July 18, 2012

New assignments – final reflections

Filed under: Teaching — lizgloyn @ 9:05 am
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Well, the end of the teaching year has come and gone, so it’s more than time to have a last look at the new assignments I put in place this year and to see how they went. I have to say that I don’t think my feelings have changed much since I did the mid-year review, but it’s good to close the circle. I also wonder whether the reason my thoughts haven’t changed much is because I didn’t do enough myself as a teacher to change what was happening, or whether the way I incorporated the assignments in the first place simply wasn’t right.

I should note that although I picked up some new courses in the spring term (most significantly the Augustan and imperial literature core course), I did not make any innovations in how I was teaching those courses. (The additional workload may also explain why I didn’t make more of an effort with the new assessment strategies I felt were failing after the first term.) For the Augustan course, this was a simple matter of survival as there was a lot to prepare and cover, and mastery of the material was more important than innovative teaching with a course that was compulsory for so many students. However, I think I may have missed a trick with Latin IV, where I could have done some more interesting things with the teaching and how I chose to approach language instruction. That said, I did pick an unusual text (some of Seneca’s Epistulae Morales), and given all the other things I had on my plate for spring, that was probably enough extra innovation to work with.

  • Learning journals/reflective journals: the update on these continued to be poor, particularly the reflective journals for the religion lecture, and I’m afraid I wasn’t proactive enough a personal tutor to keep pressing my first years on their learning journals. I do think that this has got some potential as a tool, in a pastoral rather than a teaching setting, and I need to think about how best to optimise that, but I suspect I’m not going to go back to the journal as a teaching tool until I’ve seriously rethought it and read around a bit more about UK-specific successes with the strategy.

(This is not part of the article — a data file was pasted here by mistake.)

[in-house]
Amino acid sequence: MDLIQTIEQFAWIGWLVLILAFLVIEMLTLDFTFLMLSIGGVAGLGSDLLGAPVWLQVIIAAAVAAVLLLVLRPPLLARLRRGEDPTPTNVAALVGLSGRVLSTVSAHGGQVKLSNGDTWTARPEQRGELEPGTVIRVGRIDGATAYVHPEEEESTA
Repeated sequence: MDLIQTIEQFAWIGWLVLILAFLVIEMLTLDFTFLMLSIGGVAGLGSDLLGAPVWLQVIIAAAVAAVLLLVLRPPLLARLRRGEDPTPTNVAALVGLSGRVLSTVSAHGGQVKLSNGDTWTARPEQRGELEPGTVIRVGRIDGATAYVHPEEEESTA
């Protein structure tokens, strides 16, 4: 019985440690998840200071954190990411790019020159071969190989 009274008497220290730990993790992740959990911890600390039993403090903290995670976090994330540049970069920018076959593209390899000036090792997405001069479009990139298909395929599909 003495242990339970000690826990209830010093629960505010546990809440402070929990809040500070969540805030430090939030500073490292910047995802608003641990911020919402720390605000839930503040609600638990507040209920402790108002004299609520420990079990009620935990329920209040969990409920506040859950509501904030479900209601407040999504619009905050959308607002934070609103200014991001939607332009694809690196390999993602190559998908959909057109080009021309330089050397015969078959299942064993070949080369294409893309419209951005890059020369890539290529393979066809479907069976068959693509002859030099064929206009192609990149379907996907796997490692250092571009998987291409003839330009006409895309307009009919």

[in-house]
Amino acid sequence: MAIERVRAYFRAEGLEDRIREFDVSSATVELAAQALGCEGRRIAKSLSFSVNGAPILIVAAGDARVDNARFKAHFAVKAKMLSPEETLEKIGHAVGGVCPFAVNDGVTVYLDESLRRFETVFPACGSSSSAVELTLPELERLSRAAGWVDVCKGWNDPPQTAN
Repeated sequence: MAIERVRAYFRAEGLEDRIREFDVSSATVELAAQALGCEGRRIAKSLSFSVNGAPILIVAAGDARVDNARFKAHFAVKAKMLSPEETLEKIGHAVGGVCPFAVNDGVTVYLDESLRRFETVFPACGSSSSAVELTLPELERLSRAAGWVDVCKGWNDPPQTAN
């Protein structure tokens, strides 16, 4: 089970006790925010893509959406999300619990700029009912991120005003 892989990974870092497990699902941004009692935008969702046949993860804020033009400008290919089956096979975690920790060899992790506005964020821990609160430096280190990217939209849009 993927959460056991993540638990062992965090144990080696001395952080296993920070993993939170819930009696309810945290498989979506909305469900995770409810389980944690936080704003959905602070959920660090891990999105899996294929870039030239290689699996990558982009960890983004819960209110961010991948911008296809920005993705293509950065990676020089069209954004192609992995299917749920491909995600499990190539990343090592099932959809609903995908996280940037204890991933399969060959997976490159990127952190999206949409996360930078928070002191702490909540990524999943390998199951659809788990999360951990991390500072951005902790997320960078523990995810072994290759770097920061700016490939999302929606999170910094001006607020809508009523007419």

• Blog posts: I continue to be really pleased with the way that these worked to get students thinking about secondary literature and engaging with it properly. Some of my colleagues have done other interesting things with blogs to get students to engage with primary sources in a similarly reflective way; perhaps next time I’ll think about doing something like that as well, if there’s an appropriate source to use. But I’m delighted to have finally found a way to get students to critically engage with secondary literature in a fairly deep and thoughtful manner that helps them develop the sorts of skills I want them using as they deal with that body of material in a supportive and useful environment. The one thing I do want to think about is how to get students commenting on each other’s blogs more – they were good at posting the original entries and at discussing responses in seminar, but less at engaging in discussion on-line.
  • The Critical Incident Questionnaire: my use of this has really made me think that I need to do more with it. I want to try using it with other classes and see what sort of responses I get. I’ve asked the students from the epic seminar to give me some feedback, but I think there’s some scope here for a bit of concentrated research and thinking about it as a strategy within classics more broadly. For that, I’ll need more students to experiment on… but this definitely feels like a technique with some potential.
  • Twitter: now, I’ve had a bit of a volte-face on this. The introduction of hash tags for each course definitely didn’t work – but over the last term, I’ve had more and more IAA students following me on Twitter. The Latin IV students have been particularly vocal, including one student who used the medium to arrange a pre-exam meeting to go over some passages we hadn’t got to in class.  I know my colleague in Law Martin George uses Twitter a lot to communicate with his students off-site (as it were); I’m wondering whether this more informal kind of contact, where students find you if they want you, is a more useful way of encouraging continued thinking about the subject than trying to impose formal hashtags and assessments which work better in an American-style assessment system (where students can hypothetically be given credit for participating in out-of-classroom discussions – much harder to work into a UK marking scheme, especially whilst in a one year position).